Learn more about Adrienne's experiences helming top critically acclaimed restaurants in New York City.

Proven Results

Alumni-Brady-bunch-6-1x1_1200x1200.jpgFrom award-winning restaurateurs to food media leaders, test kitchen chefs to food entrepreneurs, our alumni continue to rank among the most noteworthy names in food and hospitality. Click through the names below for just a taste of the many successful ICE alumni.

Mashama Bailey is a graduate of Institute of Culinary Education

Mashama Bailey

Mashama learned to cook from the women in her family and attended the Institute of Culinary Education (ICE) to formalize that education, then studied in France and explored food through travel. She spent a dozen years cooking at New York City restaurants, including at Prune for her friend and mentor, Gabrielle Hamilton, for four years. Now executive chef of The Grey in Savannah, Mashama was nominated as a finalist for the James Beard Foundation’s Best Chef: Southeast award in 2018, among other accolades. She is a vice chairman on the board of the Edna Lewis Foundation, honoring the legacy of the chef who greatly influenced Mashama’s menu at The Grey.

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Maxime Bilet is an ICE graduate

Maxime Bilet

Maxime Bilet first earned a bachelor’s degree in English and American literature and creative writing from Skidmore College. He then came to ICE and, after graduating, quickly climbed the ranks to become the executive chef of Jack’s Luxury Oyster Bar — a position he earned a year after graduation. Next, he moved to London where he worked for famed chef Heston Blumenthal at The Fat Duck, first as a prep cook then as a lab cook in the chef’s development kitchen.

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Esther Choi is a graduate of Institute of Culinary Education

Esther Choi

mŏkbar chef and owner Esther Choi grew up cooking traditional Korean food with her Korean-native grandmother. So while Esther was born in New Jersey and spent her early childhood in the oceanside town of Egg Harbor, she was always keenly aware of her Korean heritage. That awareness morphed into immersion when her family moved to Korea for three years, because her parents wanted to ensure that their children would cherish Korean culture. Esther enthusiastically embraced her parents’ goal – her mission today is to broaden New Yorkers’ understanding and appreciation of Korean culture through her food. Esther's formal training as a chef began at New York City’s Institute of Culinary Education (ICE), continuing in the kitchens of ilili and La Esquina, as well as that of the Food Network.

Read more

The Most Critical Connections of Your Career Are Often Right Next to You.

Tour the classrooms at ICE and you'll see diversity of age, experience, background and goals. Your classmates will come from all over the United States and around the world.

Some are at the start of their careers, studying at ICE to become executive chefs and managers in the nation's top restaurants. Still others have long sought out ICE to train them for the next chapter in their lives, be they carpenters, lawyers, medical technicians, firefighters, bankers, advertising executives, journalists or actors. Others have already worked in the food industry and want to sharpen their skills in pursuit of better opportunities.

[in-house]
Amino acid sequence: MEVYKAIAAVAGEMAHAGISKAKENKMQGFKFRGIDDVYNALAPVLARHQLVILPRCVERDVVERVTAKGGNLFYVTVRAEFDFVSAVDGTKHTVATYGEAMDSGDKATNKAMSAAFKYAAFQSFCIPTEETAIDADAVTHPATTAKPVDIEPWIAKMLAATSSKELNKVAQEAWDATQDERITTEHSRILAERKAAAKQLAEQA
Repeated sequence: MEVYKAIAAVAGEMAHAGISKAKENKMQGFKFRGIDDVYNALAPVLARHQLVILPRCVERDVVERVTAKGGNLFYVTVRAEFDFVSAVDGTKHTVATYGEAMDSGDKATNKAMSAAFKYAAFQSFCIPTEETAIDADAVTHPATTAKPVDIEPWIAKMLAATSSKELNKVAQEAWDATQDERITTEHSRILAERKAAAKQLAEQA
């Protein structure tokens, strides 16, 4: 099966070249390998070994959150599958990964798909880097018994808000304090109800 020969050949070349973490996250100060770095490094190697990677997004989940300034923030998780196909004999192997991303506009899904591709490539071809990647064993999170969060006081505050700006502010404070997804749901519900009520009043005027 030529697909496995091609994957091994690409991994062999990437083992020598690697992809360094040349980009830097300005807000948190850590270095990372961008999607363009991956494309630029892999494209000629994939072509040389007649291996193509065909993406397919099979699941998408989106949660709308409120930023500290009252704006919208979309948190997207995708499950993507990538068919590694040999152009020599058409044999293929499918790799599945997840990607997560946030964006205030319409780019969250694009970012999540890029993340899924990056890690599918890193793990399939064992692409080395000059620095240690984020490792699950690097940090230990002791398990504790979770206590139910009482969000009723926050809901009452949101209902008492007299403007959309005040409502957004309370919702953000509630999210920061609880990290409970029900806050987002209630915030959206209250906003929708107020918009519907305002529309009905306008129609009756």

Learn more about Student Life at ICE

Culinary Arts Student Kelly Newsome shares why she decided to enroll in culinary school at ICE.

"I just realized I’m never going to be happy unless I follow this passion inside me, which is to work in food."

Kelly Newsome
Culinary Arts, '17
ICE career program students can use class credits to take hundreds of available extracurricular classes at the culinary school.

A Wide Variety of Electives

Regarded by many as the home of America’s largest menu of hands-on specialty cooking classes, ICE's Recreational division in New York City offers hundreds of cooking, baking, beverage and professional development classes each year. All career students at ICE’s New York campus have access to recreational classes to complement their education. 

Professional Demonstrations and Extracurriculars

ICE offers enrichment classes focused on cooking and beverage-related aspects of the food industry, free for alumni and students. Experts from all over the world come to ICE to teach, lecture and cook for our students, providing the exclusive opportunity to watch, interact with and ask questions of these successful epicureans. What's more, ICE hosts great culinary entrepreneurs, from California winemakers and New Orleans chefs, to food website founders and specialty food company presidents, as part of our Meet the Culinary Entrepreneurs series.


ICE students use iPads for their culinary school lessons and coursework.

iPads at ICE

ICE is one of the first culinary institutes in the world to fully incorporate the iPad into its’ educational program. As of April 2013, all matriculating Culinary Arts and Pastry & Baking Arts students at ICE's New York campus have received an iPad along with their knife roll and uniforms. The device has replaced traditional textbooks, compressing all content, curriculum and lesson material distribution into a more portable, interactive format. But it is this second element — interactivity — that defines how revolutionary this shift has been for our teaching kitchens.